Acute Spinal Cord Compression Medicine Neurology Orthopedics Physiotherapy

Management of Acute Spinal Cord Compression

In this article we will discuss the Management of Acute Spinal Cord Compression

In this article, we will discuss the Management of Acute Spinal Cord Compression. So, let’s get started.


1. General measures: All the general
measures such as care of skin, bowel and bladder, prevention of deep vein thrombosis by leg exercises, psychological support discussed in the management of transverse myelitis are applicable here also.

2. Specific therapy: Nature of specific treatment depends on the underlying cause:

i. Traumatic paraplegia:
• Immobilisation and spinal traction
for vertebral dislocation
• Surgery for spine.
• Urgent surgical decompression
• High dose methylprednisone
(30 mg/kg 1.V. bolus, then 5.4 mg/kg/hr for 24 hours) if given within 8 hours of injury improves motor-sensory function in the long run.

ii. Nontraumatic spinal cord compression:
• Appropriate or broad spectrum
antibiotic therapy for pyogenic infec-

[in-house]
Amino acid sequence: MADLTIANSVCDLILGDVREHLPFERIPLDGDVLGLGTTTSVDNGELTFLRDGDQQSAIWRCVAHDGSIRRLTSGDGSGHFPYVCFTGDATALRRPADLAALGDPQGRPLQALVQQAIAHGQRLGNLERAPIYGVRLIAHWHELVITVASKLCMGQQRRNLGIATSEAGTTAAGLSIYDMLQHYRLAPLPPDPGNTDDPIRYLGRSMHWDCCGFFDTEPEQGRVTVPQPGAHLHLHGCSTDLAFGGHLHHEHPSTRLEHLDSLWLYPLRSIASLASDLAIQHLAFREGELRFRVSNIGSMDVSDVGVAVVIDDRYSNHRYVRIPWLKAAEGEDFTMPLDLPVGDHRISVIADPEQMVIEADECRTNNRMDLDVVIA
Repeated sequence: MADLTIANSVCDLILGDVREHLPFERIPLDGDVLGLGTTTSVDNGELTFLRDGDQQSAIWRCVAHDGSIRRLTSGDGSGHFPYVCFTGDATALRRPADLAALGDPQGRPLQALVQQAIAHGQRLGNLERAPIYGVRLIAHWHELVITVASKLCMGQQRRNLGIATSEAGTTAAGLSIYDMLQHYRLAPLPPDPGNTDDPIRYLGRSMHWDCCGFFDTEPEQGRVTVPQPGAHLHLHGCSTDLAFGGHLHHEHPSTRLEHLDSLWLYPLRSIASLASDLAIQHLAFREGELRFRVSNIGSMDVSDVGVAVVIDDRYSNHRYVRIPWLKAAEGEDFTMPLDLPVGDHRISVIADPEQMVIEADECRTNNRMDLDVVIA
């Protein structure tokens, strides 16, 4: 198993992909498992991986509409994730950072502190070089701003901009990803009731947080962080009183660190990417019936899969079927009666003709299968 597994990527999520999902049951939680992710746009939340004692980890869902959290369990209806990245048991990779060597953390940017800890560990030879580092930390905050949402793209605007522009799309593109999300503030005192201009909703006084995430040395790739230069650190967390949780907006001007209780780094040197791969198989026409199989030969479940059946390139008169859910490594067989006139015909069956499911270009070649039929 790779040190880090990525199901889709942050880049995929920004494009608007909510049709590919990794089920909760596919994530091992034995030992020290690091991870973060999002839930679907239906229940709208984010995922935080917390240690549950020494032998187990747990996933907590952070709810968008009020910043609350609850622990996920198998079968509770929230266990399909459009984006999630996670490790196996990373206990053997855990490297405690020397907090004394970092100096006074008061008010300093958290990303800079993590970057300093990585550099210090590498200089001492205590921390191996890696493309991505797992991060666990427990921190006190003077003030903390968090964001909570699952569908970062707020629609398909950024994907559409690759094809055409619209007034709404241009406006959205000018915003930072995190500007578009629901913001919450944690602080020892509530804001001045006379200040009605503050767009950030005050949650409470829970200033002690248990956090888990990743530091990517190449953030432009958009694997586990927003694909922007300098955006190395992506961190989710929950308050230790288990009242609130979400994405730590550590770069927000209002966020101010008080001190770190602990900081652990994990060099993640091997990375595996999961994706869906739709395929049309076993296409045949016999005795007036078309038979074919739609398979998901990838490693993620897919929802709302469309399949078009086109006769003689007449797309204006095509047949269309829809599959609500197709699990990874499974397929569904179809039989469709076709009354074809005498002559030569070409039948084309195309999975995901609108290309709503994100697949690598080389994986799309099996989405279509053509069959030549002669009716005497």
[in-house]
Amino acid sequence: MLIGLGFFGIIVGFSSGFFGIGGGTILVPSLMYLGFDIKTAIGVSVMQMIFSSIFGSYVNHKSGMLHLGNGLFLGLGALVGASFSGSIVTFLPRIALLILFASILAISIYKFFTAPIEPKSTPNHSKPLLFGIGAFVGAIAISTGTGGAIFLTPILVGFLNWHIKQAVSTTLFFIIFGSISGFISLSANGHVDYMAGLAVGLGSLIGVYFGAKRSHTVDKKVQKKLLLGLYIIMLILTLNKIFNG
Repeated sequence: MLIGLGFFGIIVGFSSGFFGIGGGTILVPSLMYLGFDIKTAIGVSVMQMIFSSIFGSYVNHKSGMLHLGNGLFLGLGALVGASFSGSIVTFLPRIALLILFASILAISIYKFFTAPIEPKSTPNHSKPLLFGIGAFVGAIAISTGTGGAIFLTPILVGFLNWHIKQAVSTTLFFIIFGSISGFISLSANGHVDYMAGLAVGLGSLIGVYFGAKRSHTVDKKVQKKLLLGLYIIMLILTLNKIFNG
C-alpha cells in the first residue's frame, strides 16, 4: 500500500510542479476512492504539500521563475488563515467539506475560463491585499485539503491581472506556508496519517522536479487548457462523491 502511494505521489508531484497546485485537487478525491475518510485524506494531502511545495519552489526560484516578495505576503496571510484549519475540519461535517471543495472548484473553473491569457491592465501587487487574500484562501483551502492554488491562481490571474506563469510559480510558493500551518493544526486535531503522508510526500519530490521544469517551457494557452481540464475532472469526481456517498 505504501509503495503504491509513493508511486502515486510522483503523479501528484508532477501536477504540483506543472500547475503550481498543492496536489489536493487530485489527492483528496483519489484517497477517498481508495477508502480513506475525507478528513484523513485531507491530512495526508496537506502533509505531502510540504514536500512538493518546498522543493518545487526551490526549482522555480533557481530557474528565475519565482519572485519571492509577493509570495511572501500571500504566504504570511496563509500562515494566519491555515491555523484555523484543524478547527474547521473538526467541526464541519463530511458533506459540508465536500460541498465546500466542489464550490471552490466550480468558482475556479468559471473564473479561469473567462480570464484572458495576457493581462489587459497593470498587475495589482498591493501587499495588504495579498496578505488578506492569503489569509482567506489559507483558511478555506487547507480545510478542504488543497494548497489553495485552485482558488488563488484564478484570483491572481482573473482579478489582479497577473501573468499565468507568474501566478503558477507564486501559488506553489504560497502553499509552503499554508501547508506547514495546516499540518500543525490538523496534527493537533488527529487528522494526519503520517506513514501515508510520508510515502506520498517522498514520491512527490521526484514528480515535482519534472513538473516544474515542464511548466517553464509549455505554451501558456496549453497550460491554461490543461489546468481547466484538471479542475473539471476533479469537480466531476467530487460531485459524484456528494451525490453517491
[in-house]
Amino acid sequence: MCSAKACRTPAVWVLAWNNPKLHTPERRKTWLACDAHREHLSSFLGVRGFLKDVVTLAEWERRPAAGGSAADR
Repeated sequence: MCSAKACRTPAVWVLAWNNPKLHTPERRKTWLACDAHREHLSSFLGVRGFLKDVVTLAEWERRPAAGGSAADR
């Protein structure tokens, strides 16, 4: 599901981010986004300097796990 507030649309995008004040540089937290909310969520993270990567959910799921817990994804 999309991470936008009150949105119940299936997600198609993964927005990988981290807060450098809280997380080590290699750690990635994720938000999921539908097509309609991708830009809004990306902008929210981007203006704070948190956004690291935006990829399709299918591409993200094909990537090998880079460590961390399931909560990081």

tion such as acute epidural abscess.
• Laminectomy with debridement
for decompression of cord. Surgical
evacuation prevents paralysis or
reverse paralysis in evolution.
• ATT for tuberculosis of the spine.
• Vascular surgery (ligation of a
feeding vessel, excision of AVM).

iii. For neoplastic extramedullary spinal cord compression:
• Glucocorticoids are given in higher
doses (dexamethasone 40 mg/day)
to reduce cerebral oedema. The
dose is reduced to 20 mg until radiotherapy is completed.
• Local radiotherapy is initiated as
early as possible. Newer techniques
including intensity-medullated
radiotherapy (IMRT) can deliver
high doses with good response.
• If radiotherapy fails or not tolerated,
then surgery (decompression or
vertebral body compression) is

iv. Intradural tumours (meningioma/neurofibroma) require surgical resection.

3. Long term management
• Pain: Pain at or below the level of neurological lesion is common and sometimes distressing. Most patients responds to rehabilitation and treatment with analgesics, antidepressants or anticonvulsants. Transcutaneous nerve stimulation, acupuncture, hypnotherapy and the relaxation exercises may help.
Surgical interruption of pain fibres or
tract is unnecessary and not recommended.
• Spasticity: It is treated by regular physiotherapy. It can be relieved by baclofen or dantrolene and in resistant cases by motor point injections, local nerve block and neurectomy.
• Sexual function: In men who cannot otherwise attain erection of penis sufficient for intercourse, intracavernous papaverine, vacuum erection aids and rarely penile implants are useful. In women fertility remains normal,
therefore assisted conception technique including seminal fluid enhancement, intrauterine insemination or in vitro fertilisation have improved the likelihood of fathering children.

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